When we landed at Heathrow we hired a car to take us to Leigh. We quickly found out, as we drove along the A12, that we were in solid built up housing for miles. Jacky was peeved and it took about an hour of living in The Grand for her to start saying, I want to go home. Jade and Samantha were both sick and tired from the flight. Adam was tired and grumpy.

I needed some air, so I calmly went downstairs. Actually, Jacky's description of my 'storming off' is the more accurate of the two. My heart sunk as I headed out to buy us some dinner (pizzas) from the broadway. This adventure lark was gonna be a tougher sell than I'd expected!

Love and peace - Wozza

Monday, December 12, 2016

Love comes shinin' over the mountains, love comes shinin' over the sea (Jimi Hendrix)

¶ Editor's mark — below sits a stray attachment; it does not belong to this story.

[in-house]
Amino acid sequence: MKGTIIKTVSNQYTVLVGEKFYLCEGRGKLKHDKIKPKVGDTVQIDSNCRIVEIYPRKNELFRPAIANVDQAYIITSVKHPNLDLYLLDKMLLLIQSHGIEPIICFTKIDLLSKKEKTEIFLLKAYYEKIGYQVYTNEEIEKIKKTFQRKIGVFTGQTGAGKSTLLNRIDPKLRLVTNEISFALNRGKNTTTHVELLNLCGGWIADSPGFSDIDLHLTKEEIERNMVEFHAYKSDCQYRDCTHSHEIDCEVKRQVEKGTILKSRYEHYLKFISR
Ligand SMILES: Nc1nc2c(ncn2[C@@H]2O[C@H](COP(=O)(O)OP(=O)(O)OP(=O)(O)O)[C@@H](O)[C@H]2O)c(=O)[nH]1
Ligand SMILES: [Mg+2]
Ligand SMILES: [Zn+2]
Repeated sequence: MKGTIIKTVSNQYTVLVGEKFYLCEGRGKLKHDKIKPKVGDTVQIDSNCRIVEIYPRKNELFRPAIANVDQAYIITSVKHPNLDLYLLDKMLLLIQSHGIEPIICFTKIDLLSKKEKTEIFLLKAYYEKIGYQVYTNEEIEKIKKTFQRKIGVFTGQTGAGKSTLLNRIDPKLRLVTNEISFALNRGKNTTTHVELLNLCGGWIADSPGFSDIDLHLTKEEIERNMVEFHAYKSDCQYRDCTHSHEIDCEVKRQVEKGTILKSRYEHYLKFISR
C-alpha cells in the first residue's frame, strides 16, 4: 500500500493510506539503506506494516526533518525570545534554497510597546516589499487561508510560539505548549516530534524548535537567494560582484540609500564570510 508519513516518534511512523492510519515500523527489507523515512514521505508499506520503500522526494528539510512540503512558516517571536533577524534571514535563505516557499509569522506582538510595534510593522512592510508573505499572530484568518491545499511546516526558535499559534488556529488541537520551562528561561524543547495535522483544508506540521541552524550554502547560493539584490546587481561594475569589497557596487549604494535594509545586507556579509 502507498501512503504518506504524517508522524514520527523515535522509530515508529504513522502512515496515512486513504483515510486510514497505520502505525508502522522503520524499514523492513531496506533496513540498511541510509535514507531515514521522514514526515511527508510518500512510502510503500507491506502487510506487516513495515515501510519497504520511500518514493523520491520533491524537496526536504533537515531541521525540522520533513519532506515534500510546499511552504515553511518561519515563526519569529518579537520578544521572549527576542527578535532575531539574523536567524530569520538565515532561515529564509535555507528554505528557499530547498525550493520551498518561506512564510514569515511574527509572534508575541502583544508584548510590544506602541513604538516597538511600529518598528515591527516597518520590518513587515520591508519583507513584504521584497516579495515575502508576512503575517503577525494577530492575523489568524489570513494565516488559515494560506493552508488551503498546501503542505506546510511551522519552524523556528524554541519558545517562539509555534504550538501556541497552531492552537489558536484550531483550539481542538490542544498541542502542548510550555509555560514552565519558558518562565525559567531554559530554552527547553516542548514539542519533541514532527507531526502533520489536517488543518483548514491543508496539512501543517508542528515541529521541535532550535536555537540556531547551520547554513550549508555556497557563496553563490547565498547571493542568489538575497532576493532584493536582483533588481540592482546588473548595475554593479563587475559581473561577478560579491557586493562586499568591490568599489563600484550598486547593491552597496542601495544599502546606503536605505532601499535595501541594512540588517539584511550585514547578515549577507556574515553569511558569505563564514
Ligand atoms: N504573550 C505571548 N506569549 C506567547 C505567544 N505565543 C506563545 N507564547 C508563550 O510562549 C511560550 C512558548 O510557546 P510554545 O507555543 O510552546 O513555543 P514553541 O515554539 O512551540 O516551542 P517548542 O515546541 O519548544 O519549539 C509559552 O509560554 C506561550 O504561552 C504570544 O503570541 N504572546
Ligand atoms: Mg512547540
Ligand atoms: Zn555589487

Rambling Man (You may say I'm a dreamer - Chapter 10 part 3)


Happy days at Cambridge High School 2003

When Jacky dropped me off at Auckland Airport before my three week trip to London early in 2004, I promised I would come back with a job!!

Naively (you must have sensed a theme by now), I backed myself to travel to the opposite side of the globe for three weeks and find a job.


Acting Principal Purdy at CHS
BTW - I'm a much better traveller on my own, I worry when I fly with Jacky that if something happened, the kids would lose us both, but on my own I'm much more relaxed. Go figure.

I arrived in London and our friend Tina took me back to her place in Balham. At the time she was with a young kiwi guy - Paul. They were fun and extremely helpful. Their flat was a one bed so I dossed down on the lounge floor each night.

Before leaving Nu Zild I'd arranged appointments with three recruiting agencies. I was after a management position and so I also started ringing schools that had vacancies to arrange a visit to see the Headteacher. No luck - they each told me, it didn't work that way. If I was shortlisted, then I could visit - no good for me on my limited three week deadline!